In the first hemistich of the Akkadian Gilgamesh epic, ša nagba īmuru, the term nagbu has been interpreted in two different ways: the totality or the abyss. Most of the translators have chosen the first meaning. Stephanie Dalley, for instance, proposes: “[Of him who] found out all things”. Among those who prefer the meaning “abyss” I would mention Leo Oppenheim, who translates: “[Let me make kn]own to the country him who has seen the abyss,” but gives no explanation for his choice. Though Tournay and Shaffer choose the first meaning — “Celui qui a tout vu” — they explain briefly in a note that the term may have been intended to imply a “jeu de mots”, a pun, so that it could also be understood in the sense of “abyss”. Finally, Anne Kilmer has written an article in which she proposes the rendering: “He who saw the depths”. It seems to me worthwhile discussing the problems involved in these two translations.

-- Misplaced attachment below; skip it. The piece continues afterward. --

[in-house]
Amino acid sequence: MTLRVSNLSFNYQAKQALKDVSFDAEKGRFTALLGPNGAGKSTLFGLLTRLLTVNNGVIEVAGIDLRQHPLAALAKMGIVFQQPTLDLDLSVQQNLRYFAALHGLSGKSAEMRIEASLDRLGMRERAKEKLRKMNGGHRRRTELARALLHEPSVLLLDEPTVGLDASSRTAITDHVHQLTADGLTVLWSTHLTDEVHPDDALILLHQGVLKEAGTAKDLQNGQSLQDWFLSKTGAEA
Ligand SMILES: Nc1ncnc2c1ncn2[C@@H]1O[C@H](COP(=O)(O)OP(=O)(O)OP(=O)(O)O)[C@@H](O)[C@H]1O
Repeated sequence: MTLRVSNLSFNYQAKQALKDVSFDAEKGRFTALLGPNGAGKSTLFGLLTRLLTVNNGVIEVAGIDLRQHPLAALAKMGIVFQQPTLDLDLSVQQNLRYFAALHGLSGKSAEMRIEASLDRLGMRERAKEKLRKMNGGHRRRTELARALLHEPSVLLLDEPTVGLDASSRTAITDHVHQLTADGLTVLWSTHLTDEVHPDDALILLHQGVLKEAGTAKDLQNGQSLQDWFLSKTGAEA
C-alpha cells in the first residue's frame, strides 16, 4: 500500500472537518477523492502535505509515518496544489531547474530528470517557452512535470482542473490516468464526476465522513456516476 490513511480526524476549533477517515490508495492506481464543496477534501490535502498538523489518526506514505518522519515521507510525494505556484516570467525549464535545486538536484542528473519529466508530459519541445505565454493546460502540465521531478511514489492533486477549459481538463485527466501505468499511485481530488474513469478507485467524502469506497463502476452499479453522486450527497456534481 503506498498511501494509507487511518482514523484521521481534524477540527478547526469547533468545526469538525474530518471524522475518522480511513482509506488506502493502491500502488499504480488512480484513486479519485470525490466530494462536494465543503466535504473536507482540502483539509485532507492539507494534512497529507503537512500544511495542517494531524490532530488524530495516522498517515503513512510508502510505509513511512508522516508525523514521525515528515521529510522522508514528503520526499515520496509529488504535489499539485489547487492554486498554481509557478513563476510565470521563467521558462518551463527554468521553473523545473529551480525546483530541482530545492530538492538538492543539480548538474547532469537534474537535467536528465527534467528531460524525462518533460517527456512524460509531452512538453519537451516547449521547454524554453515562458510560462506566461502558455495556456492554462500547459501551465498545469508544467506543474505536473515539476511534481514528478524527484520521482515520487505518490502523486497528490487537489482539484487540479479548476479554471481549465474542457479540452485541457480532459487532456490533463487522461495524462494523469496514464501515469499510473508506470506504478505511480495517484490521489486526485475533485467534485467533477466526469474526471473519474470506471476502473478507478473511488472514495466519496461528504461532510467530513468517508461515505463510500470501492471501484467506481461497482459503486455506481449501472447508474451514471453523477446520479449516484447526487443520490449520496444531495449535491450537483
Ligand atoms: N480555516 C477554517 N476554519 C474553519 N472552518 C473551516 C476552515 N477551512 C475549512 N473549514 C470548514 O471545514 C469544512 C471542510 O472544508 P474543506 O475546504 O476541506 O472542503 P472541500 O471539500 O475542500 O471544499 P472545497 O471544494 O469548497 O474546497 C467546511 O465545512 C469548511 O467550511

Let us begin with the nuances of each interpretation. Nagbu in the sense of “totality” (CAD s.v. nagbu B) may be taken in either a concrete or an abstract sense. In a concrete sense this totality can be understood as the whole of the lands and seas, and the narrative would thus portray a hero who says about himself: “I … went through all countries … and crossed to and fro all seas.” If so, the phrase “the one who saw everything” refers to Gilgamesh's wanderings, which led him to the extremities of the world. If we take the term nagbu as conveying instead an abstract concept, then it can be understood as the trials that Gilgamesh suffered, a proposition which gives a psychological edge to his travails.